We are going to continue talking about employment this week.


Helpful Job Resources


Families often ask me what kinds of services the State of Texas provides for individuals with disabilities or who have special needs who want to be employable. The Department of Health and Human Services in Texas has a program called Employment First which provides pre-employment and employment support. They have all the information right there on their website, including information about social security and Texas Workforce Solutions. I recommend that you take a look at Employment First so that you know what kinds of support the state has in place.


Our Experience


For my kiddos, I went to the Texas Workforce Commission and completed an application process there. For my youngest son, I did this when he was a junior in high school. They did some testing to look at his intellectual level and what his interests were, and then we started a job placement process. At that time, a lot of job placement and training was in fast food. They provided a job coach, and once you successfully transitioned, usually in 90 days, the job coach checks with the employer to see how things are going. If there is a challenge that arises later, the job coach can come back in.


Volunteer Work


Before looking for paid employment it is critical that your kiddo or young adult do volunteer work. This is where they can learn many pre-vocational skills. We also work on these skills all the time here at Cutting Edge. Your kiddos do a lot of work around here that gives them pre-vocational skills!


Some of the more popular jobs for our clients have been things like:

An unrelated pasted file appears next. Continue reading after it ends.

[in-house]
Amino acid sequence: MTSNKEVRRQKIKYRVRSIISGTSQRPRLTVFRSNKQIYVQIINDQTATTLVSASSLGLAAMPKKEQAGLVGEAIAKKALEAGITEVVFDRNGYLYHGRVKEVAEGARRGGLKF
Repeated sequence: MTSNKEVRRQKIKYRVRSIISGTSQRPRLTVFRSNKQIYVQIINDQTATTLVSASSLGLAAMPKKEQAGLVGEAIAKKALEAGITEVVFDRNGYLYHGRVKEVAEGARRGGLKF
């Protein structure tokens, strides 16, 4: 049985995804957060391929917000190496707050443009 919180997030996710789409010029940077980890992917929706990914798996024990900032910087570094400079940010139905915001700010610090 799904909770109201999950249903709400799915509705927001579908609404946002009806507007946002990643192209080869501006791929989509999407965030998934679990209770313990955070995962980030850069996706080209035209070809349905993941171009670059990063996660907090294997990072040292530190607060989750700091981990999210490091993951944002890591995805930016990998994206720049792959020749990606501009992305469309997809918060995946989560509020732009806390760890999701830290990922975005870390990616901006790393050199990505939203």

• Smaller retail, which tends to be a more sensory-friendly job than large retail.

  • Kitchen and culinary jobs. Hugs Cafe in McKinney is a great choice and is run by people with special needs. Here at Cutting Edge, we have Spencer’s Java Jam which is one of our pre-vocational programs, and which will allow your kiddos to learn how to engage with the public.

  • Animal care is another popular choice, with some of our clients working as veterinary techs. Anything in the arts is a good choice, as well as assembly work.

  • Assembly work. Many of our kiddos and young adults do really well with very repetitive jobs. Assembly work is very repetitive, so that is an option I recommend for you to explore.

  • Pharmaceutical and healthcare. Some of our clients have worked in drug stores, and even in healthcare in some hospitals. Hospitals are great employers.

  • Hospitality and housekeeping. When my son was training he worked in a hotel in the laundry room folding towels, putting the sheets together, etc. He loved doing that work!

  • Janitorial work is yet another option.



Remember that we have multiple skill levels at Cutting Edge. Your young adult may be capable of going to college and having a professional career, but they may still need to find a work environment that is more sensory-friendly, or smaller. We also have some young adults with intellectual disabilities who will need to do jobs that are able to be done with their disabilities.


As you can see, our kids have many options! I hope this was helpful, and please continue to follow us as we continue to talk about jobs and employment in the next few weeks!

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